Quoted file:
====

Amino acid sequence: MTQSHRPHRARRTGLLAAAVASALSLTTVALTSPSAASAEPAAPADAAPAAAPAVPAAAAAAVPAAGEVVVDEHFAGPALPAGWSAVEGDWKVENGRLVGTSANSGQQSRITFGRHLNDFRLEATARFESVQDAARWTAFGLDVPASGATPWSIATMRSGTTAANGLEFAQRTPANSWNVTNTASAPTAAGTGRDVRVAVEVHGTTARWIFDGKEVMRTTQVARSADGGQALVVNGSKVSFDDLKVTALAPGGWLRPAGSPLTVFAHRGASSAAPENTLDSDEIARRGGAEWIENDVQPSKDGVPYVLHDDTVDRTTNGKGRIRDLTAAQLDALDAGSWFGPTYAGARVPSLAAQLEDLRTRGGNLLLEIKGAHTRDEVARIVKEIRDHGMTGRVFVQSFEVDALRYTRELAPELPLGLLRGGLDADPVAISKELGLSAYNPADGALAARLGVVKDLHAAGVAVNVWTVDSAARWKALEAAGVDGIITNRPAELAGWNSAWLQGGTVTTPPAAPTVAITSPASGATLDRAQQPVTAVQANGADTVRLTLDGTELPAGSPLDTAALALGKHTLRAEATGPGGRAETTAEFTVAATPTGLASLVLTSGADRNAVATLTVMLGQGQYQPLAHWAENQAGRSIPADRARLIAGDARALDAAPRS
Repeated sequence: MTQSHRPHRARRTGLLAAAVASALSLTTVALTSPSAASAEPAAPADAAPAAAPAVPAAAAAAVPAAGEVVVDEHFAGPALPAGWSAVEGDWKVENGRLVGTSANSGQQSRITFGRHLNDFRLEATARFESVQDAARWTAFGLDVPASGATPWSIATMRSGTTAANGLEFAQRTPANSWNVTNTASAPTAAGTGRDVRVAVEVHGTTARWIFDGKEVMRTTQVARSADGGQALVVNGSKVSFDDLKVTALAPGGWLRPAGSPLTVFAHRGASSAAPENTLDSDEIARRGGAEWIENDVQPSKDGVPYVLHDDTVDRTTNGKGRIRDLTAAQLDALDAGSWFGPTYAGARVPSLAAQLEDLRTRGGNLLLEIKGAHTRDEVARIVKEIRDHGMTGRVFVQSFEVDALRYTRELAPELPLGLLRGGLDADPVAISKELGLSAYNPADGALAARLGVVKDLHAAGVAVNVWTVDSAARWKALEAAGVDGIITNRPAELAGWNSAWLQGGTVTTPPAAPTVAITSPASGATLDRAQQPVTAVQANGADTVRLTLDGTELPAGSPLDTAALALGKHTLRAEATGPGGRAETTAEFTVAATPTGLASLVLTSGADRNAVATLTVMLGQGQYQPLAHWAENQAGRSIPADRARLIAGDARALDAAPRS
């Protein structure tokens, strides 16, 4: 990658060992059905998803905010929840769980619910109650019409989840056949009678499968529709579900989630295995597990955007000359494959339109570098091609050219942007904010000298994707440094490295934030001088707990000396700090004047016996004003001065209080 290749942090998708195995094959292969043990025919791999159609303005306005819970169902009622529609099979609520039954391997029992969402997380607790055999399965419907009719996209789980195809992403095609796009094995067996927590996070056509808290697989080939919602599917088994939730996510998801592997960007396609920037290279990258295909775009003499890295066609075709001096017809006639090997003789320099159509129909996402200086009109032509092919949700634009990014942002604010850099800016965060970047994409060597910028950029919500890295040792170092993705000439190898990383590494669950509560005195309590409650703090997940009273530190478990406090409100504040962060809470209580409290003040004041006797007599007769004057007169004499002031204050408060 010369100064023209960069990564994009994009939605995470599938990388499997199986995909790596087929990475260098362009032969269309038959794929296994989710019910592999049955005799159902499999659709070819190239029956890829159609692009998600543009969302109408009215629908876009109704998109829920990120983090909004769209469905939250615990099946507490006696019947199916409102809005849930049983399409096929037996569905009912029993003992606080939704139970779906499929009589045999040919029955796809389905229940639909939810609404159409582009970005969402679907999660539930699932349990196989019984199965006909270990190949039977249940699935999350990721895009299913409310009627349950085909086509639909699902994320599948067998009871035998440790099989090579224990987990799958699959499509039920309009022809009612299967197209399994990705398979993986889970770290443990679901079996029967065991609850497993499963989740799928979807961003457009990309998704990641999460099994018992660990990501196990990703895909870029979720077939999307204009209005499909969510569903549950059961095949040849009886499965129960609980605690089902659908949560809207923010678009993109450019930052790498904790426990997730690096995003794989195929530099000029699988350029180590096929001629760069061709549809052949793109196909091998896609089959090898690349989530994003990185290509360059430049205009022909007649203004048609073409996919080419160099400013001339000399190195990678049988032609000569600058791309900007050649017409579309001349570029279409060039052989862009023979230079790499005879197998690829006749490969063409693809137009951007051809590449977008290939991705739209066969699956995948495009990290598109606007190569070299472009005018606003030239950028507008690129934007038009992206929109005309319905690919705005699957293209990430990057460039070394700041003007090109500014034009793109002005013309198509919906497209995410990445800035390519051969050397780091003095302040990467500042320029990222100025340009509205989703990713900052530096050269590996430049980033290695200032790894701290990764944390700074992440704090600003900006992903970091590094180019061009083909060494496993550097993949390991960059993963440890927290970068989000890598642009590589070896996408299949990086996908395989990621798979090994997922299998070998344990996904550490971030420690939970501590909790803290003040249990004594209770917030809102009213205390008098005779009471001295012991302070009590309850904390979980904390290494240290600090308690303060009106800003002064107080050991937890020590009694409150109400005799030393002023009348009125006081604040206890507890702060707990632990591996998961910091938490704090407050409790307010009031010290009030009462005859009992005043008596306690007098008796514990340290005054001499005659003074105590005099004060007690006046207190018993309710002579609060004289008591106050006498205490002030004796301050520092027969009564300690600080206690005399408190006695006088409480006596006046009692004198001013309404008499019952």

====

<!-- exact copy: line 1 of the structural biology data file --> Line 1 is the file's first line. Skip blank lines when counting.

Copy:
Amino acid sequence: MTQSHRPHRARRTGLLAAAVASALSLTTVALTSPSAASAEPAAPADAAPAAAPAVPAAAAAAVPAAGEVVVDEHFAGPALPAGWSAVEGDWKVENGRLVGTSANSGQQSRITFGRHLNDFRLEATARFESVQDAARWTAFGLDVPASGATPWSIATMRSGTTAANGLEFAQRTPANSWNVTNTASAPTAAGTGRDVRVAVEVHGTTARWIFDGKEVMRTTQVARSADGGQALVVNGSKVSFDDLKVTALAPGGWLRPAGSPLTVFAHRGASSAAPENTLDSDEIARRGGAEWIENDVQPSKDGVPYVLHDDTVDRTTNGKGRIRDLTAAQLDALDAGSWFGPTYAGARVPSLAAQLEDLRTRGGNLLLEIKGAHTRDEVARIVKEIRDHGMTGRVFVQSFEVDALRYTRELAPELPLGLLRGGLDADPVAISKELGLSAYNPADGALAARLGVVKDLHAAGVAVNVWTVDSAARWKALEAAGVDGIITNRPAELAGWNSAWLQGGTVTTPPAAPTVAITSPASGATLDRAQQPVTAVQANGADTVRLTLDGTELPAGSPLDTAALALGKHTLRAEATGPGGRAETTAEFTVAATPTGLASLVLTSGADRNAVATLTVMLGQGQYQPLAHWAENQAGRSIPADRARLIAGDARALDAAPRS